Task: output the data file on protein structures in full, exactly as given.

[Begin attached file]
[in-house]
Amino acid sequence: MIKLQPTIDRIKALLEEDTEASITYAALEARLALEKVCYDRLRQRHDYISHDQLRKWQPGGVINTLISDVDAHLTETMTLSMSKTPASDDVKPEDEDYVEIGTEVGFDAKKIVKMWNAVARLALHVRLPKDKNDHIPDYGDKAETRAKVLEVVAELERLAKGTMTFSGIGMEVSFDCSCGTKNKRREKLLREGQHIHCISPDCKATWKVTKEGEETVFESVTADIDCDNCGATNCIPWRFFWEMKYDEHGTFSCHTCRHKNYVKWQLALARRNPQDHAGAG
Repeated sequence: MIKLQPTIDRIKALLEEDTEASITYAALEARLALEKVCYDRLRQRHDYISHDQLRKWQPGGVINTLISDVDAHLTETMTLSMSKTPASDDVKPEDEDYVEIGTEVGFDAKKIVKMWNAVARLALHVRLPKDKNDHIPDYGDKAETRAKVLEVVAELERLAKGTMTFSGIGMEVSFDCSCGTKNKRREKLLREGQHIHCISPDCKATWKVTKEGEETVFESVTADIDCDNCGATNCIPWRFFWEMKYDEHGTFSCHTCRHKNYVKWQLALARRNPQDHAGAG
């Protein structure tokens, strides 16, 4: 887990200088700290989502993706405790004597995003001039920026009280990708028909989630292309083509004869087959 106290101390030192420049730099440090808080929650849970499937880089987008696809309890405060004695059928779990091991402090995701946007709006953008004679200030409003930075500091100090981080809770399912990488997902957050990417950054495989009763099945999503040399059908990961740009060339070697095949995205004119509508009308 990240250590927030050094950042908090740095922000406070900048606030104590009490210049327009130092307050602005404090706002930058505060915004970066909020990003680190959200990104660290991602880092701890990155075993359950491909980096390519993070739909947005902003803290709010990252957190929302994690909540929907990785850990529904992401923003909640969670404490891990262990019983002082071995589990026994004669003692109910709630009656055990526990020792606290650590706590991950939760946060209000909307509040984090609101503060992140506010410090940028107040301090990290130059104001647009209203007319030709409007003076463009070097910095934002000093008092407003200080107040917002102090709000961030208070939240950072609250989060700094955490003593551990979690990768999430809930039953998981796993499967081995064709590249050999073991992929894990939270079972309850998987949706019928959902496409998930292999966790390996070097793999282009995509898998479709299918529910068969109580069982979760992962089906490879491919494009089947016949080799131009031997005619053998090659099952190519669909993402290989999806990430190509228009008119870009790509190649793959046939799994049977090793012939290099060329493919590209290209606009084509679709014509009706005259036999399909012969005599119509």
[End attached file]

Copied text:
[in-house]
Amino acid sequence: MIKLQPTIDRIKALLEEDTEASITYAALEARLALEKVCYDRLRQRHDYISHDQLRKWQPGGVINTLISDVDAHLTETMTLSMSKTPASDDVKPEDEDYVEIGTEVGFDAKKIVKMWNAVARLALHVRLPKDKNDHIPDYGDKAETRAKVLEVVAELERLAKGTMTFSGIGMEVSFDCSCGTKNKRREKLLREGQHIHCISPDCKATWKVTKEGEETVFESVTADIDCDNCGATNCIPWRFFWEMKYDEHGTFSCHTCRHKNYVKWQLALARRNPQDHAGAG
Repeated sequence: MIKLQPTIDRIKALLEEDTEASITYAALEARLALEKVCYDRLRQRHDYISHDQLRKWQPGGVINTLISDVDAHLTETMTLSMSKTPASDDVKPEDEDYVEIGTEVGFDAKKIVKMWNAVARLALHVRLPKDKNDHIPDYGDKAETRAKVLEVVAELERLAKGTMTFSGIGMEVSFDCSCGTKNKRREKLLREGQHIHCISPDCKATWKVTKEGEETVFESVTADIDCDNCGATNCIPWRFFWEMKYDEHGTFSCHTCRHKNYVKWQLALARRNPQDHAGAG
């Protein structure tokens, strides 16, 4: 887990200088700290989502993706405790004597995003001039920026009280990708028909989630292309083509004869087959 106290101390030192420049730099440090808080929650849970499937880089987008696809309890405060004695059928779990091991402090995701946007709006953008004679200030409003930075500091100090981080809770399912990488997902957050990417950054495989009763099945999503040399059908990961740009060339070697095949995205004119509508009308 990240250590927030050094950042908090740095922000406070900048606030104590009490210049327009130092307050602005404090706002930058505060915004970066909020990003680190959200990104660290991602880092701890990155075993359950491909980096390519993070739909947005902003803290709010990252957190929302994690909540929907990785850990529904992401923003909640969670404490891990262990019983002082071995589990026994004669003692109910709630009656055990526990020792606290650590706590991950939760946060209000909307509040984090609101503060992140506010410090940028107040301090990290130059104001647009209203007319030709409007003076463009070097910095934002000093008092407003200080107040917002102090709000961030208070939240950072609250989060700094955490003593551990979690990768999430809930039953998981796993499967081995064709590249050999073991992929894990939270079972309850998987949706019928959902496409998930292999966790390996070097793999282009995509898998479709299918529910068969109580069982979760992962089906490879491919494009089947016949080799131009031997005619053998090659099952190519669909993402290989999806990430190509228009008119870009790509190649793959046939799994049977090793012939290099060329493919590209290209606009084509679709014509009706005259036999399909012969005599119509």